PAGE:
Casado is the traditional meal of beans, rice, fried plantains, and a meat or fish.  It comes from the word Casa, which means house, as in this is what the man wants on the table when he gets to his house.
Park anywhere there is room

Buy tire insurance and wear your seatbelt, it is going to be a bumpy ride
There are very few radio stations, and even fewer ones with “American” songs. (or songs in English)

Black sand does not stick to red toe nail polish, but does make your feet sparkle.
It’s hot, so drink your drinks before they get warm

Thus, every drink really hits the spot
There are stray dogs everywhere, but they are very well behaved and seemingly trained to play well with tourists.

When dogs have to eat off of strangers plates, they learn to be very polite.
Don't go to Costa Rica if you don't like dogs.

The ketchup is Heinz, but tastes nothing like the US version. #horror
Abbie loves mud, as long as it’s worm free.

After applying mud, let it dry, then wash it off, before getting into the hot spring.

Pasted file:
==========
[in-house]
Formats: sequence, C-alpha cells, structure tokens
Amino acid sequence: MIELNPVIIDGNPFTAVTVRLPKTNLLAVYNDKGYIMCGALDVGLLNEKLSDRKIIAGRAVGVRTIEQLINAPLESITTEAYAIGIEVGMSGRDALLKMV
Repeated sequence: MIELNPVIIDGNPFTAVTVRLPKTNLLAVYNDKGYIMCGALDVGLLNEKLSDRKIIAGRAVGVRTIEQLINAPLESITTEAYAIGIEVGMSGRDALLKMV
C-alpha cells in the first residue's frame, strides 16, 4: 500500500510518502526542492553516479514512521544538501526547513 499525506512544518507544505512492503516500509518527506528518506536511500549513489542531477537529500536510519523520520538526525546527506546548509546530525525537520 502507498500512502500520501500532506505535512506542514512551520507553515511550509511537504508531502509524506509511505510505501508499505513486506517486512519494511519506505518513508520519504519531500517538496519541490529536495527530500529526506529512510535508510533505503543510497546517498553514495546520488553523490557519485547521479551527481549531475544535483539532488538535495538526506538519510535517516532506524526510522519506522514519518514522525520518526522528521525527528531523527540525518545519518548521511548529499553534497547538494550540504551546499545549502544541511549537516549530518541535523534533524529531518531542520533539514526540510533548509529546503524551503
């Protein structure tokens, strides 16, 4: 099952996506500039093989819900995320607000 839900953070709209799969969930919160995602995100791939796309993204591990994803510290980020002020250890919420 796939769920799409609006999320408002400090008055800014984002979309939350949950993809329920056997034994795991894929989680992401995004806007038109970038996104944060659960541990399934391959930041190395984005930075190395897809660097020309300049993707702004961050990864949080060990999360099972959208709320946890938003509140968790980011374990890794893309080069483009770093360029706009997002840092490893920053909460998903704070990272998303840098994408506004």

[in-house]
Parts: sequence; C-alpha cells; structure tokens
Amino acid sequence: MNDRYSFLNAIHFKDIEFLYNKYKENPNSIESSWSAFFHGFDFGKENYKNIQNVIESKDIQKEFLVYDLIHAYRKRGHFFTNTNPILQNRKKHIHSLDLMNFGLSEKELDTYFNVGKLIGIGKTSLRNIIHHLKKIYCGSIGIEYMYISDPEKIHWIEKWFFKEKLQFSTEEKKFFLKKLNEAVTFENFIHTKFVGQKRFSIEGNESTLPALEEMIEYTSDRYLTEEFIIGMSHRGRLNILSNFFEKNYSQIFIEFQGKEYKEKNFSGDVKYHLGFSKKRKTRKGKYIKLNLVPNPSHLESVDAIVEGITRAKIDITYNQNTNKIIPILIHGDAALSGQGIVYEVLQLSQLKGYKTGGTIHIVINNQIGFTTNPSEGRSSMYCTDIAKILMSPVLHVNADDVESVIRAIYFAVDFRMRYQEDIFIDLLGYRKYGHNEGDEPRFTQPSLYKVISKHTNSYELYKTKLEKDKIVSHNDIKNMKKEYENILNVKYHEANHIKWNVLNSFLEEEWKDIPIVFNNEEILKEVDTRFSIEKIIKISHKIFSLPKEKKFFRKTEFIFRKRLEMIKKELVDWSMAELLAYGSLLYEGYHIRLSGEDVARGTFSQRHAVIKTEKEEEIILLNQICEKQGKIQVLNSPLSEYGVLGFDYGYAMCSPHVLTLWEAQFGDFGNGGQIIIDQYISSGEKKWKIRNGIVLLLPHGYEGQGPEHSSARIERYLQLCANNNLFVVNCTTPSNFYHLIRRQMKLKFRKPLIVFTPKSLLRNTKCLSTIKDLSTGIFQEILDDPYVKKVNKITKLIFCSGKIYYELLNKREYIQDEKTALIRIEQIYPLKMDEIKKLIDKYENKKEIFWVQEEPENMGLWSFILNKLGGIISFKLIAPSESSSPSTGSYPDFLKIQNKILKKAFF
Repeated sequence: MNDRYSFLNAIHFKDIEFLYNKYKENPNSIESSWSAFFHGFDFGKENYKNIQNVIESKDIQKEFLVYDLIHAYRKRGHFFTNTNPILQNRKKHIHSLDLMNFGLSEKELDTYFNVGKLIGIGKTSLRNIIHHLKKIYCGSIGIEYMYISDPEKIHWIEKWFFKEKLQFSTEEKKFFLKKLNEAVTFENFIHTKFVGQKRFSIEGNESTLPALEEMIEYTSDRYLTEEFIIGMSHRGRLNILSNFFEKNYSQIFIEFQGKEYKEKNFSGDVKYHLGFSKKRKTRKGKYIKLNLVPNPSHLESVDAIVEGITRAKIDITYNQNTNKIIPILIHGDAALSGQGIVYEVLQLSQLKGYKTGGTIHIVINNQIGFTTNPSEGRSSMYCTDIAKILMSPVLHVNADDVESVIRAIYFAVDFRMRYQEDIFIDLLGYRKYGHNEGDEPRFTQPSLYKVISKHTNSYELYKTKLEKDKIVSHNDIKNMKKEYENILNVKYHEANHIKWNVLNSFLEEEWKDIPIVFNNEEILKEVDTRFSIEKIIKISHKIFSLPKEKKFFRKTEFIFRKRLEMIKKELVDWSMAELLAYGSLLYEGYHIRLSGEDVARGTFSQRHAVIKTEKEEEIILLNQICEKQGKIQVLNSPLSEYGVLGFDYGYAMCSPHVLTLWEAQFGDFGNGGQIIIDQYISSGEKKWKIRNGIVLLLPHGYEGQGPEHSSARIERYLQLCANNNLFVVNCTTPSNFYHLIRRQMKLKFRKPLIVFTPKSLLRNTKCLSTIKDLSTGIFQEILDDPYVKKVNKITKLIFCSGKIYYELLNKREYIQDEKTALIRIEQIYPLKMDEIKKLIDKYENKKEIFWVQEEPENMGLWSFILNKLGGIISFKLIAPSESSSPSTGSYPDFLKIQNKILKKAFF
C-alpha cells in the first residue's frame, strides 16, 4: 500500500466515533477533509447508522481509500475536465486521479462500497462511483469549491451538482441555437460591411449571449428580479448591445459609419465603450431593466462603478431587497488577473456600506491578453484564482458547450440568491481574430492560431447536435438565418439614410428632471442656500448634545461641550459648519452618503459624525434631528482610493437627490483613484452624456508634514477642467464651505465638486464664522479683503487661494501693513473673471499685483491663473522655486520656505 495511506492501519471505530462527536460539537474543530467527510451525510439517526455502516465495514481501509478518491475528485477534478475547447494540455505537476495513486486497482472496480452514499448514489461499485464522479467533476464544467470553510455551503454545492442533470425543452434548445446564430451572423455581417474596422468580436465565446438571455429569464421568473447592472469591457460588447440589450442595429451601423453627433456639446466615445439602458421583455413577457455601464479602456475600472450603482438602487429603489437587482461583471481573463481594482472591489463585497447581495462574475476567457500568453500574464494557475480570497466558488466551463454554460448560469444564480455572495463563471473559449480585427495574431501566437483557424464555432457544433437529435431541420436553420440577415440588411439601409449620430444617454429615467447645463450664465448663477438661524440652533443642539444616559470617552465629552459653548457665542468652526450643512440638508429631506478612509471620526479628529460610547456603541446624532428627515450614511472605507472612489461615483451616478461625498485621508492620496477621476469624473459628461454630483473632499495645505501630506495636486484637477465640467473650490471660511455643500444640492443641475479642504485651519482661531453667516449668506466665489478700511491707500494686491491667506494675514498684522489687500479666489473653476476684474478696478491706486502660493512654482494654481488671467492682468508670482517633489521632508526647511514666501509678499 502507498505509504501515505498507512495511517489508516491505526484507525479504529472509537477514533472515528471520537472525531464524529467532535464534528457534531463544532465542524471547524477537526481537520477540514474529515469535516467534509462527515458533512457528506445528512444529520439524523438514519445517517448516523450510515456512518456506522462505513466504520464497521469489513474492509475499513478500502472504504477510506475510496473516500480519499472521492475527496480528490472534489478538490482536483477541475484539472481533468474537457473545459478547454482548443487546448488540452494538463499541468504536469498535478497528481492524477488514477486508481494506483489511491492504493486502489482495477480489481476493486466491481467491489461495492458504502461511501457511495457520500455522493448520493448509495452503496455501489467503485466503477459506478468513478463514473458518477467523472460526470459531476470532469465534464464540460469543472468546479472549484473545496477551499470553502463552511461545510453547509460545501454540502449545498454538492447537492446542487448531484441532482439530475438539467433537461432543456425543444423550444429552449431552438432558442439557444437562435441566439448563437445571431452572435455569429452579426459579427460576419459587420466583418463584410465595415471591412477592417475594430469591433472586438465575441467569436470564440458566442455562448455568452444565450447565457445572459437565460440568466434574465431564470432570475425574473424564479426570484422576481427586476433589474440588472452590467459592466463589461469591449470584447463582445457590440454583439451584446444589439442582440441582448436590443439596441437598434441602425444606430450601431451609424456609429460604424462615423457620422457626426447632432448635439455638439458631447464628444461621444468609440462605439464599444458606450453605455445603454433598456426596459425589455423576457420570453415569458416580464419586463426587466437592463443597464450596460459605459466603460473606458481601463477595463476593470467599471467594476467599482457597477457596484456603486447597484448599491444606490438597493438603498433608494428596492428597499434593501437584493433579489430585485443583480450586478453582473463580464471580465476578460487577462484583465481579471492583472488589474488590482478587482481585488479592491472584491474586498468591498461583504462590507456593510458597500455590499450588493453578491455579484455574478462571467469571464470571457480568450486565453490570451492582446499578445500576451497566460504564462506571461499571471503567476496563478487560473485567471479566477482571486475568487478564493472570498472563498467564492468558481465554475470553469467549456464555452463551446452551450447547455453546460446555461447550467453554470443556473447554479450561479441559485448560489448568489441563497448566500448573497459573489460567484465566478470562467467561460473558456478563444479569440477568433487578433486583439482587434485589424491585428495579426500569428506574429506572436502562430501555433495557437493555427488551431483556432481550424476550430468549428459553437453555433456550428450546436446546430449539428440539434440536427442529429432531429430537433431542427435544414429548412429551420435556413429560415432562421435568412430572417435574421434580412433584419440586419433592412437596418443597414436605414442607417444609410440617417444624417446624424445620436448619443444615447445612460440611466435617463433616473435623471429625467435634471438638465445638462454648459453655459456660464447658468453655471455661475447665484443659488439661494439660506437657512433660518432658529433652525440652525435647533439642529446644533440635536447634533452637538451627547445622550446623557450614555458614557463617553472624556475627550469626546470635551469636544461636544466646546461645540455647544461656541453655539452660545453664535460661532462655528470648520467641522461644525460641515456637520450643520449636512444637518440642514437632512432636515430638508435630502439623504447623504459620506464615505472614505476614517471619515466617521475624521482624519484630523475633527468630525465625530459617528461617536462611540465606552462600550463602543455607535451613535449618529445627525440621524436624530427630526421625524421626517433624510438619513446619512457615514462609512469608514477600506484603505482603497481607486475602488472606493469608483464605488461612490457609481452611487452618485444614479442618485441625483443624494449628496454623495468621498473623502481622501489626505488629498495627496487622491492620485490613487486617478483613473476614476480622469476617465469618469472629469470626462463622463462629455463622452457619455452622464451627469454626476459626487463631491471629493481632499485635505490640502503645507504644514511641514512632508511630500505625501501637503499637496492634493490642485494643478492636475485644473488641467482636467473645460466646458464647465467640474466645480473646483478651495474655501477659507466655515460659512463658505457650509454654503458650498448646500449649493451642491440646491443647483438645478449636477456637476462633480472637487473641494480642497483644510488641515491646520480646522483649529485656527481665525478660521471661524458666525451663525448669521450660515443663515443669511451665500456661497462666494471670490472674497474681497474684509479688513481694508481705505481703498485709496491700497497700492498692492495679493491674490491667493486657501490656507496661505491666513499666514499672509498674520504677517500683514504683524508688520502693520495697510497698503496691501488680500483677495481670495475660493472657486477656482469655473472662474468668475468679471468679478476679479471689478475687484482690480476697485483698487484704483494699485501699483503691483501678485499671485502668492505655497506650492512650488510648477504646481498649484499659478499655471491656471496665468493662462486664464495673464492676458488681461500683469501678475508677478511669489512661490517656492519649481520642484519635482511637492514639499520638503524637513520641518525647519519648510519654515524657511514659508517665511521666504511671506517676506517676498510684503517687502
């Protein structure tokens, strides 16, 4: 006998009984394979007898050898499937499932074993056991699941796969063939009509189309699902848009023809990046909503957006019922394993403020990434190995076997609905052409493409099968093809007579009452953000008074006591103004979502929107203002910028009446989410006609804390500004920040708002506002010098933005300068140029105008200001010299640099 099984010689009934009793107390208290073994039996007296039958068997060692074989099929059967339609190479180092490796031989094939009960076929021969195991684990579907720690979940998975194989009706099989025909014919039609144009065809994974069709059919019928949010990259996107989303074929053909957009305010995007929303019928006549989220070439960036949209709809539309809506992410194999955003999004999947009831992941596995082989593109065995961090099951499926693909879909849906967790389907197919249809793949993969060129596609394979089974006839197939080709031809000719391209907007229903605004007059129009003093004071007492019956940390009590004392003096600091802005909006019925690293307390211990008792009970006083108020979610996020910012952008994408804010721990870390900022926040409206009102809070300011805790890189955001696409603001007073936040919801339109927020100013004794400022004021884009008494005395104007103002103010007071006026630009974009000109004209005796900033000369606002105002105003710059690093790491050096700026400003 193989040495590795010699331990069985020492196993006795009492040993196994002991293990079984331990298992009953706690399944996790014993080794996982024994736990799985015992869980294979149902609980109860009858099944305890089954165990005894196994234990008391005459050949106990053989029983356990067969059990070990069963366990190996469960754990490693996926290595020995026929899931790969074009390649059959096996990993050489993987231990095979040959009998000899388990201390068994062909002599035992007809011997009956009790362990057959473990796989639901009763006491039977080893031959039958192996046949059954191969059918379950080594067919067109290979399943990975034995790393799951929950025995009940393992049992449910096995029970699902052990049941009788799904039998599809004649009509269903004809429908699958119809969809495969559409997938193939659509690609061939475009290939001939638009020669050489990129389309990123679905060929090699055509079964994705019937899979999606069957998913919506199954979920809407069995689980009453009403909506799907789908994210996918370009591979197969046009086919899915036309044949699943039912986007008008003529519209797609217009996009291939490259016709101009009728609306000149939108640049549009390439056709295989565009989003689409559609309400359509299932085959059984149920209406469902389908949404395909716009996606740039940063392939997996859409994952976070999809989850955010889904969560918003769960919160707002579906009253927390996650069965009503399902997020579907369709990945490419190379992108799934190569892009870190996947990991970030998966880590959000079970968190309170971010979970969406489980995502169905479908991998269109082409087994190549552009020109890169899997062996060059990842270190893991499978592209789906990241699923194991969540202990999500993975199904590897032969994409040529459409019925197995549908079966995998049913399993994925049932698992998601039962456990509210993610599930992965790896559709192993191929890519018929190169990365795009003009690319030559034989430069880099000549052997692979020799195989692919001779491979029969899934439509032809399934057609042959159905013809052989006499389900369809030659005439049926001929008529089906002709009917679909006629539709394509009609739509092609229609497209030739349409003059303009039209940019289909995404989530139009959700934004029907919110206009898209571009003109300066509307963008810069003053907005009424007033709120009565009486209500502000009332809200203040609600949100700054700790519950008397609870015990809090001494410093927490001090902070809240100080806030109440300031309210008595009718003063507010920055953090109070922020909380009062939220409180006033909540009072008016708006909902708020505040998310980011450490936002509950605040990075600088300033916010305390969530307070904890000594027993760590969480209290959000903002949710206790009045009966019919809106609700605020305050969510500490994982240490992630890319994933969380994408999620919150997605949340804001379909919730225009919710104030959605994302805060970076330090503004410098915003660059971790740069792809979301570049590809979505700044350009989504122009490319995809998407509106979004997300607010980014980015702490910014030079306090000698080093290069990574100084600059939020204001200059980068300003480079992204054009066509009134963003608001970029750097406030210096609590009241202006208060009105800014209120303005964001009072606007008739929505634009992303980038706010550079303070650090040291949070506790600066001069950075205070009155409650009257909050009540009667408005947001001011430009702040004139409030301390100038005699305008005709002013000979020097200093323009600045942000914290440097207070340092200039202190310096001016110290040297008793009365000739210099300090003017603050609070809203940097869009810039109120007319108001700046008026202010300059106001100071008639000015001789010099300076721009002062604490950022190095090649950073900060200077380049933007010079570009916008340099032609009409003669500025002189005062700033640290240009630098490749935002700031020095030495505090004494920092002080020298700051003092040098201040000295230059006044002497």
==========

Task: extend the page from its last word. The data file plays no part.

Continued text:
An easy test to know if you’re sunburnt or not, jump in a hot spring

If there is a random tree growing in the middle of the road, it may have a sign on it warning that there’s a tree in the middle of the road.
Abbie can fall asleep on the bounciest gravel, pot hole filled roads (she did twice!)

Breathing in air filled with volcanic sulfur results in headaches.
On Rincon de la Vieja, there are probably more ants than humans in the world

Driving toward a volcano, it looks like it is on fire with smoke coming up from the trees.  But it’s a volcano, so it probably was on fire.
There is a type of “bunny” that lives at on the volcano that has no ears or tail.

Throwing rocks at snakes is a good way to see if it’s alive.  It was.